How Much Medicine Should You Give Your Dog?

27 September, 2020
When we talk about the dosage of pharmaceuticals, knowing how much medicine to administer to our pets is fundamental. Today, we'll explain how to calculate how much medicine you should give your dog.

Posology is a branch of pharmacology that’s responsible for studying dosages of medicine that a patient should receive to reach the therapeutic amount and minimize side effects. In the case of veterinary medicine, knowing how much medicine to give your dog is crucial. That’s because animals come in all shapes and sizes.

Any time your dog suffers from some condition that requires medication, you need to know how to calculate the correct amount. Today, we’ll tell you everything you need to know.

Posology in medications

Without a doubt, the last time your doctor prescribed you medication, he or she wasn’t thinking about your weight. This is generally because adult humans tend to fall into a general size and weight range. Therefore, doctors usually don’t need to make precise calculations in order to prescribe the right amount.

However, when it comes to dogs, veterinarians work with several weight ranges. These vary from between just a few pounds up to 150 pounds or more. Therefore, knowing how to calculate the exact amount is vitally important in order to guarantee proper treatment. Just think–the largest of dogs can be over 70 times larger than the smallest.

A pill for a mastiff is almost as large as a chihuahua’s head.

A veterinarian preparing medicine for a small dog.

How much medicine should you give your dog?

In general, except for cancer treatments that depend on body surface, most pharmaceutical dosages depend on a dog’s total weight. Therefore, knowing approximately how much your dog weighs will be fundamental when it comes to any sort of treatment.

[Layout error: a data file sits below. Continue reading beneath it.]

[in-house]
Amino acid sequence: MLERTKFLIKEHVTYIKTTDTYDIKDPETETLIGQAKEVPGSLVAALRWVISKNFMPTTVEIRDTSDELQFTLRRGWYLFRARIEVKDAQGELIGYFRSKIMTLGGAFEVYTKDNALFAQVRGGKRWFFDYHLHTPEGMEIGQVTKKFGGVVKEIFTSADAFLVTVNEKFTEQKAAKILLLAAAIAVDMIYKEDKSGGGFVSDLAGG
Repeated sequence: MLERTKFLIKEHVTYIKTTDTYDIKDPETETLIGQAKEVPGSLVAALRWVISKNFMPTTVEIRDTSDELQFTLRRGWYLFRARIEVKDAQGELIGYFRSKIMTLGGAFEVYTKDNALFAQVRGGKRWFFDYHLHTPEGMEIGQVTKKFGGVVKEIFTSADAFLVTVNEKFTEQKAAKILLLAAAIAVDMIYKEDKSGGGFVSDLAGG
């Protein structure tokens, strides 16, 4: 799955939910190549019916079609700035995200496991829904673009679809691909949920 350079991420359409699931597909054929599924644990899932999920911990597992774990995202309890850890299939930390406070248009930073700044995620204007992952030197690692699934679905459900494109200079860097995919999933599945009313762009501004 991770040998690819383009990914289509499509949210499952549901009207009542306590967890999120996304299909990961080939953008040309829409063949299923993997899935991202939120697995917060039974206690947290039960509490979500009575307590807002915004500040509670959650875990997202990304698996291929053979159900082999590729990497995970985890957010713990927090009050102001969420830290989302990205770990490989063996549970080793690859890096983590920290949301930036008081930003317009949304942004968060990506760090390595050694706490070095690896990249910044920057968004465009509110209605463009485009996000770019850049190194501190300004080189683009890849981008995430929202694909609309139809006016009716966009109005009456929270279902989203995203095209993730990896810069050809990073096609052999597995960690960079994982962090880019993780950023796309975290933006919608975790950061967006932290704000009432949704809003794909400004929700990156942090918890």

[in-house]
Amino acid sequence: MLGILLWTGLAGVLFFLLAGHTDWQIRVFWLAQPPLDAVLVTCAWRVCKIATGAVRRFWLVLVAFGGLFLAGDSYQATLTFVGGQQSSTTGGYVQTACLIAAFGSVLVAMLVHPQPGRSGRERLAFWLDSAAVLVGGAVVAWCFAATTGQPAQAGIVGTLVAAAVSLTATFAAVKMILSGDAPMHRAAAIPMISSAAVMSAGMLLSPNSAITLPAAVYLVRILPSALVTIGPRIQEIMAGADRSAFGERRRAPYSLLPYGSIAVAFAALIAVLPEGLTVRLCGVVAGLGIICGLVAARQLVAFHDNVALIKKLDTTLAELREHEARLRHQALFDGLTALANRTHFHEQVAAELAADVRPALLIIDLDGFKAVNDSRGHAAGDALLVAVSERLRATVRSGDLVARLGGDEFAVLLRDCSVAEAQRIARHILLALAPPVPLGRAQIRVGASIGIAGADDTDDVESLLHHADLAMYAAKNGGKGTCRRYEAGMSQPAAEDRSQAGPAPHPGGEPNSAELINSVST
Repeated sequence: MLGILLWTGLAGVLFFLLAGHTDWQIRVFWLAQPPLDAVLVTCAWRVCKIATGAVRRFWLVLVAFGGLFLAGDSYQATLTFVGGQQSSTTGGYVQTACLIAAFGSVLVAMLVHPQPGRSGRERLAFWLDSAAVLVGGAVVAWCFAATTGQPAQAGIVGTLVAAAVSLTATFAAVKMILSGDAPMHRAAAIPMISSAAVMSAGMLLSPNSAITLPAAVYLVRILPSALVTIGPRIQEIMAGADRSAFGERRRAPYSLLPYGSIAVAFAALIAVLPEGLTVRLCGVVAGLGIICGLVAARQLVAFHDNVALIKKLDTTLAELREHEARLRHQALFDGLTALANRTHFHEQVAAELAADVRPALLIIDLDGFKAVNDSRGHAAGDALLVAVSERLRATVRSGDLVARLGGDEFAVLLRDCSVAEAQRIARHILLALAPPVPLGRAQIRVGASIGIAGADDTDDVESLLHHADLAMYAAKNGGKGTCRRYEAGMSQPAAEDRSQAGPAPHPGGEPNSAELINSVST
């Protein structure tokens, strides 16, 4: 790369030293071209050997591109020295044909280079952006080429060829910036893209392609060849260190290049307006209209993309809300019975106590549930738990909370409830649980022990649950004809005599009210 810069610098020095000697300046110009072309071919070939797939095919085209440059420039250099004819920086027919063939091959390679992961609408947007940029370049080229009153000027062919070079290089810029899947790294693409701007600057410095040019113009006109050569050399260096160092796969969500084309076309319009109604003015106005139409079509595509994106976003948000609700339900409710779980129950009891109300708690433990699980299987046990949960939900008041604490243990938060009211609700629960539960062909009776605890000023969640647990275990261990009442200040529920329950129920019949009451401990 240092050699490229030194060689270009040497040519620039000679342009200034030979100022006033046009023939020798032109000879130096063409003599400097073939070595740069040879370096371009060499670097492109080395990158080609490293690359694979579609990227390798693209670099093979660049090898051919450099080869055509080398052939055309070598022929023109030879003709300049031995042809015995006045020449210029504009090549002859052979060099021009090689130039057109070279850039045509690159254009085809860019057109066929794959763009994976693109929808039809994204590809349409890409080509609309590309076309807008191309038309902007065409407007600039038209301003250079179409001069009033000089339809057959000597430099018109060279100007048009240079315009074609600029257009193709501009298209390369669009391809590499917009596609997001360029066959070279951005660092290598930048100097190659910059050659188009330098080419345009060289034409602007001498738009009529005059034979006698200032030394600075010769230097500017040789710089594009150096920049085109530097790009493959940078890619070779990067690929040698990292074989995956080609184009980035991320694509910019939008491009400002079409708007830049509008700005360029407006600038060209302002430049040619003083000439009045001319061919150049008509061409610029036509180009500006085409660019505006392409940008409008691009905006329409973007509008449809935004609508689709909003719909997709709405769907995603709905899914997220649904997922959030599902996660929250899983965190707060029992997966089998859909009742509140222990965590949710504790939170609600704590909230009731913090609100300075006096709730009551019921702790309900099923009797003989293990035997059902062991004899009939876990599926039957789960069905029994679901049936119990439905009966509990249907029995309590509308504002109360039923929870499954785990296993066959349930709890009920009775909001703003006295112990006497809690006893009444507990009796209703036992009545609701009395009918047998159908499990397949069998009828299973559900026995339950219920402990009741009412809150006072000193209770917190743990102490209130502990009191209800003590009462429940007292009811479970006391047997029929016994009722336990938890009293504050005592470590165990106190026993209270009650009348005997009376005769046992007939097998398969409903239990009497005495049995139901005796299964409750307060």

On occasions, it may seem easy to guess it. However, in dogs with long and voluminous hair, or those that are robust and muscular, your guess may be far off. Therefore, and as a means of protocol, your vet will want to weigh your dog on a regular basis.

Once you know how much your dog weighs, you just need to see what dosage corresponds to said weight. You can usually calculate the amount of medicine you should give your dog by looking at the package insert. For example, let’s say the total dose of a medication is 0.1 mg/lb. So, if your dog weighs 9 pounds, you’ll have to give it 0.9 milligrams. But, if your dog weighs 65 pounds, you’ll have to administer 6.5 milligrams.

How many times per day?

The number of times your need to administer medication per day will also appear on the package insert. Many times, you’ll encounter the following abbreviations

  • SID or QD: From the Latin semel in die or quaque die, meaning once per day.
  • BID: Bis in die, or twice a day.
  • TID: Ter in die, which, as you may have guessed, means three times a day.

There are more abbreviations, but most medication requires between one and three doses per day.

How to divide medication

This answer is actually very simple. Most manufacturers of medicine for animals are aware of these particularities. Therefore, many medications already come in small, medium, and large versions.

This size variety in pills makes it much easier when the time comes to administering medicine. After all, it’s not merely a question of knowing how much medicine to give your dog, but also administering it correctly. Having pills that are just the right size for a dog makes a veterinarian’s job much easier.

However, on some occasions, the medicine a dog needs doesn’t come in a veterinary version. In these cases, it’s time to turn to human pharmaceuticals.

At this point, things get a little more complicated. You may find it tedious to have to cut a pill into 24 pieces for your 5-pound dog… But practice makes perfect…

A scared pug looking at a pill.

We’re sure that the above information will be helpful when it comes to knowing just how much medicine you should give your dog. Remember, being careful in this regard is crucial when it comes to your dog’s health and well-being.